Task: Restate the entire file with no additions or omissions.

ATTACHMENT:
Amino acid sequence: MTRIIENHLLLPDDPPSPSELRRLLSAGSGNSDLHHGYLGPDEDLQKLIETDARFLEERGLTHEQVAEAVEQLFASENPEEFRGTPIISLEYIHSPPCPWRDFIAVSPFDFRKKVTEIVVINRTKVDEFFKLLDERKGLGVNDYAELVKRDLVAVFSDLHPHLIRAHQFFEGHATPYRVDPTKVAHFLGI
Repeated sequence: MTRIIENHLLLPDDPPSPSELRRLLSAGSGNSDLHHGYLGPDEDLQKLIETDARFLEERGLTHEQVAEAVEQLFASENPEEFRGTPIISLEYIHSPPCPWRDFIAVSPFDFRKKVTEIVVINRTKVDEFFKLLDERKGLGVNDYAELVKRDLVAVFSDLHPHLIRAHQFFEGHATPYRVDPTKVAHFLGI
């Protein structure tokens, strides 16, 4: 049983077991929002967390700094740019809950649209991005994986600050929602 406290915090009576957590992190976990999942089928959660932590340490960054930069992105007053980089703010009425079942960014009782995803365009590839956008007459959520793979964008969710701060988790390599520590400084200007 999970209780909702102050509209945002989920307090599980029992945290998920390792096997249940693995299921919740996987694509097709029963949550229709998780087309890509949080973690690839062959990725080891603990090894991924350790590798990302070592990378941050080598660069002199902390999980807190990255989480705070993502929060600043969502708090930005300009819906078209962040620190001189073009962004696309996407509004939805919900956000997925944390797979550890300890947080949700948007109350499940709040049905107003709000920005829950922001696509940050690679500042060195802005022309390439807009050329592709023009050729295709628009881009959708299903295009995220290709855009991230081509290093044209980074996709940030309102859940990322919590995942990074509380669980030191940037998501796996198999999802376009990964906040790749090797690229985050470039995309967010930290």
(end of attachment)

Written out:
Amino acid sequence: MTRIIENHLLLPDDPPSPSELRRLLSAGSGNSDLHHGYLGPDEDLQKLIETDARFLEERGLTHEQVAEAVEQLFASENPEEFRGTPIISLEYIHSPPCPWRDFIAVSPFDFRKKVTEIVVINRTKVDEFFKLLDERKGLGVNDYAELVKRDLVAVFSDLHPHLIRAHQFFEGHATPYRVDPTKVAHFLGI
Repeated sequence: MTRIIENHLLLPDDPPSPSELRRLLSAGSGNSDLHHGYLGPDEDLQKLIETDARFLEERGLTHEQVAEAVEQLFASENPEEFRGTPIISLEYIHSPPCPWRDFIAVSPFDFRKKVTEIVVINRTKVDEFFKLLDERKGLGVNDYAELVKRDLVAVFSDLHPHLIRAHQFFEGHATPYRVDPTKVAHFLGI
């Protein structure tokens, strides 16, 4: 049983077991929002967390700094740019809950649209991005994986600050929602 406290915090009576957590992190976990999942089928959660932590340490960054930069992105007053980089703010009425079942960014009782995803365009590839956008007459959520793979964008969710701060988790390599520590400084200007 999970209780909702102050509209945002989920307090599980029992945290998920390792096997249940693995299921919740996987694509097709029963949550229709998780087309890509949080973690690839062959990725080891603990090894991924350790590798990302070592990378941050080598660069002199902390999980807190990255989480705070993502929060600043969502708090930005300009819906078209962040620190001189073009962004696309996407509004939805919900956000997925944390797979550890300890947080949700948007109350499940709040049905107003709000920005829950922001696509940050690679500042060195802005022309390439807009050329592709023009050729295709628009881009959708299903295009995220290709855009991230081509290093044209980074996709940030309102859940990322919590995942990074509380669980030191940037998501796996198999999802376009990964906040790749090797690229985050470039995309967010930290």